Drive Electric Florida (DEFL) hailed Gov. Ron DeSantis’ announcement today awarding the first grants to establish a network of fast charging electric vehicle stations along Florida’s major evacuation corridors, the continuation of more robust electric vehicle charging infrastructure across the state.
Drive Electric Florida, one of the most visible and effective voices for electric vehicle ownership and accompanying infrastructure growth, said these new fast-charging stations will significantly expand the ability of Floridians to use electric vehicles as they travel throughout the state. The organization praised the governor’s use of the first phase of funds from the Volkswagen Settlement – which resulted from excessive diesel emissions that violated the Clean Air Act – to advance Florida’s ability to utilize clean electric vehicle technology.
“It’s clear that more and more of Florida’s residents and visitors are choosing to embrace the countless benefits of driving electric vehicles,” said Matt Alford, Executive Director of Drive Electric Florida. “By initiating these new fast-charging stations, Governor DeSantis is taking a major step toward greater security for all Floridians – energy security, economic security, and environmental security.”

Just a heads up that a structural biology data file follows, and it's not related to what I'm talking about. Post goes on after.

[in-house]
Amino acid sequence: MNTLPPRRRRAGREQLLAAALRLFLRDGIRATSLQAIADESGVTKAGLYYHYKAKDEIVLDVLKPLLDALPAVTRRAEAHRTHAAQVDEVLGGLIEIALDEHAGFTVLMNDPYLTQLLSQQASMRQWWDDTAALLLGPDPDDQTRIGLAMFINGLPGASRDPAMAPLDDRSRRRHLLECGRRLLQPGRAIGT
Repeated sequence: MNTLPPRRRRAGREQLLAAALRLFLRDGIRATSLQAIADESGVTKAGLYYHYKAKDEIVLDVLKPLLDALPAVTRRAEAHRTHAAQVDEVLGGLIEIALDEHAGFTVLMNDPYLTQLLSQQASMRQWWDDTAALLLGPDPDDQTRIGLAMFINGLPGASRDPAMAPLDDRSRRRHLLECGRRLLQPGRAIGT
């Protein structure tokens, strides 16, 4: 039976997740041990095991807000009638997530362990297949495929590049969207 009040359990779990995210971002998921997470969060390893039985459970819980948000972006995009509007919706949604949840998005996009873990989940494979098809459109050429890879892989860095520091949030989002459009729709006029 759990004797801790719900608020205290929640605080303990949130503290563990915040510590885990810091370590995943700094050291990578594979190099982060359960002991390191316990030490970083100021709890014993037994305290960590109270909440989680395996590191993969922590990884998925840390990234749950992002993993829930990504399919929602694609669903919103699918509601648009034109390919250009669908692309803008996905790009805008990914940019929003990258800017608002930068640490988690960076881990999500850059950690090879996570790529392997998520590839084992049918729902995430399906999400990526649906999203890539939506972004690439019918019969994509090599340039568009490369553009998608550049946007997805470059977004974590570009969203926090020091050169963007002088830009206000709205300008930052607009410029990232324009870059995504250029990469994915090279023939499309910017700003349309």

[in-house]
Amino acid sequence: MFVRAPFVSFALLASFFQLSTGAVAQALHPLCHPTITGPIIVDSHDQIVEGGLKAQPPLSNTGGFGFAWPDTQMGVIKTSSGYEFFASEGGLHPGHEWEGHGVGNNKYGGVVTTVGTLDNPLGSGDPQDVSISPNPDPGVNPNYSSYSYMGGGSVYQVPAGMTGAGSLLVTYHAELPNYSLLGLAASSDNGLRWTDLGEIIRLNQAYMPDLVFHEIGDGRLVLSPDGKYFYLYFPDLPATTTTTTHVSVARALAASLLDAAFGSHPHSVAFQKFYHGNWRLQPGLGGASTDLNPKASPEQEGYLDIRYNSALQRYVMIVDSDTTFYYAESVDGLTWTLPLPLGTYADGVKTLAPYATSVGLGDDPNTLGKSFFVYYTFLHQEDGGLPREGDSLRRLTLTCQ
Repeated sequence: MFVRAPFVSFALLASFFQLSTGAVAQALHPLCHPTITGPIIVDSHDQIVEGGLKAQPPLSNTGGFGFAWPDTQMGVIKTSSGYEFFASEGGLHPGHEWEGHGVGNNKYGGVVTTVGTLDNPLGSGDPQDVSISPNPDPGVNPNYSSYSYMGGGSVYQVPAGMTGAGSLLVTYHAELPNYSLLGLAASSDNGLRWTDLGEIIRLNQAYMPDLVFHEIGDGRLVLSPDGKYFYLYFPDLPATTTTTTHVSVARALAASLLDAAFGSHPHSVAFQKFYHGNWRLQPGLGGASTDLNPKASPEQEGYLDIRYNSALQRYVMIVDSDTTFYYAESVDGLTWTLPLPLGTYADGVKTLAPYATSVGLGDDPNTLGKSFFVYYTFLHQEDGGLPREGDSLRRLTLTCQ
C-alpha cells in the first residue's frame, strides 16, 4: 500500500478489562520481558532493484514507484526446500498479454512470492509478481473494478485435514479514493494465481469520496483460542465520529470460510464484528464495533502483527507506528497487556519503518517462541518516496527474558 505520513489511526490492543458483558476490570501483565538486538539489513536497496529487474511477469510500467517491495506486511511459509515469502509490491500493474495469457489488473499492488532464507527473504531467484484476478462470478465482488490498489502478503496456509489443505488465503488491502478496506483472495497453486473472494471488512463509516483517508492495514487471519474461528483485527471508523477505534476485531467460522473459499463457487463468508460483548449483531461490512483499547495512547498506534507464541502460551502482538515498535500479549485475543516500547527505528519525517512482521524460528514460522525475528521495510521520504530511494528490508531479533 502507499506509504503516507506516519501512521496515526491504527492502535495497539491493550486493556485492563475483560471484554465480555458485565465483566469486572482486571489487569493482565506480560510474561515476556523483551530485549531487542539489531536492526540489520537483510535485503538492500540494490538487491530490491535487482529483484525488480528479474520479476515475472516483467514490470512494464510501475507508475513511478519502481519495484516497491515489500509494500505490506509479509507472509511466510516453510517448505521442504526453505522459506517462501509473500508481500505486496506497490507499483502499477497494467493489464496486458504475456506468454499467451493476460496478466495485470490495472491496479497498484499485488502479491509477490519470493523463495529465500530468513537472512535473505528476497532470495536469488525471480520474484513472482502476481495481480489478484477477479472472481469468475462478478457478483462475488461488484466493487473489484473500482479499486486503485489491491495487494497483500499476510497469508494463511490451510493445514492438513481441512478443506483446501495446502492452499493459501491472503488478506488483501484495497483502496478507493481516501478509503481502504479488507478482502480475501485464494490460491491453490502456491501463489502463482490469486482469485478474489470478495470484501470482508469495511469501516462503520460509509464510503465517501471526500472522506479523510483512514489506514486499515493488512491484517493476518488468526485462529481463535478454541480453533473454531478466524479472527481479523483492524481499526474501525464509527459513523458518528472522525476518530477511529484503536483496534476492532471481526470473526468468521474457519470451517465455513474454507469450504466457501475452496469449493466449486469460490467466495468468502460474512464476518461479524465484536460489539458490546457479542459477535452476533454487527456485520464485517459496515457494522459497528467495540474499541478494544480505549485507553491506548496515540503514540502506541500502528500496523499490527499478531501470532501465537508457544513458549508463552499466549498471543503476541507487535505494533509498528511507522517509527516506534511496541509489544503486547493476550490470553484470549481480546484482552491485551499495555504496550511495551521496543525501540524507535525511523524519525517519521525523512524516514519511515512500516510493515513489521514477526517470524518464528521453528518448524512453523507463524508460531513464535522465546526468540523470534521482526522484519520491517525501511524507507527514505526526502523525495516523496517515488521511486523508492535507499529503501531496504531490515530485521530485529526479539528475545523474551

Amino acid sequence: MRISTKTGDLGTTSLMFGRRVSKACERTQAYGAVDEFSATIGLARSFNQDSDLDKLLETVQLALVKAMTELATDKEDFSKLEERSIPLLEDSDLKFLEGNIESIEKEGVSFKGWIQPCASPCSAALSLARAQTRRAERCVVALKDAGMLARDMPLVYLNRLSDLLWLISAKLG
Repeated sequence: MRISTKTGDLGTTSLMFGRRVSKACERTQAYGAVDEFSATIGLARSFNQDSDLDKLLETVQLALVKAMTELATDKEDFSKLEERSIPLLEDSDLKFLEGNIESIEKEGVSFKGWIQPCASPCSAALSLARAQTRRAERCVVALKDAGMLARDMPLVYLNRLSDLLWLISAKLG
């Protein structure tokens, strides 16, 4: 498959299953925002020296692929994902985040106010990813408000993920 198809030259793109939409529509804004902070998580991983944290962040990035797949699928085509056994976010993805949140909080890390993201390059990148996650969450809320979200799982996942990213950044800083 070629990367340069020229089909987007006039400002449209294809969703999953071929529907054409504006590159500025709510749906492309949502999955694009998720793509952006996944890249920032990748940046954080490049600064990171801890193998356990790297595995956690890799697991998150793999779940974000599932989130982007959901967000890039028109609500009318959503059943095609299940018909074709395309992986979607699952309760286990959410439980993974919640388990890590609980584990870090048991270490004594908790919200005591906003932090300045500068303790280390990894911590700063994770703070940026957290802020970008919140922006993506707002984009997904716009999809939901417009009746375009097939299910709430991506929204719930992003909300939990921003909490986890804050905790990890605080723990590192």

The governor’s announcement releases funds from Florida’s $166 million share of two related nationwide Volkswagen Settlements, reached in 2016 and 2017 when the automaker resolved claims that it had installed “defeat devices” that enabled certain vehicles to pass emissions test even though they didn’t meet limits during regular use.
The first phase of funds were designated for approximately 27 fast charging stations near I-95, I-295, I-75, I-275, and I-4.
Florida’s transportation sector represents the state’s single largest contributor to greenhouse gas emissions, a key issue for Florida’s future. Expansion of the state’s charging station infrastructure will pave the way for electric vehicle growth, which can contribute to reduced emissions. Gov. DeSantis last month signed SB 7018, which requires the state to create a master plan for the development of electric vehicle charging infrastructure across Florida.
Florida currently has more than 4,000 electric vehicle charging stations, but many areas have no such stations. Motorist concerns that they won’t be able to find a station when then need to recharge have created a challenge for the expansion of electric vehicle usage.
Learn more at www.driveelectricflorida.org.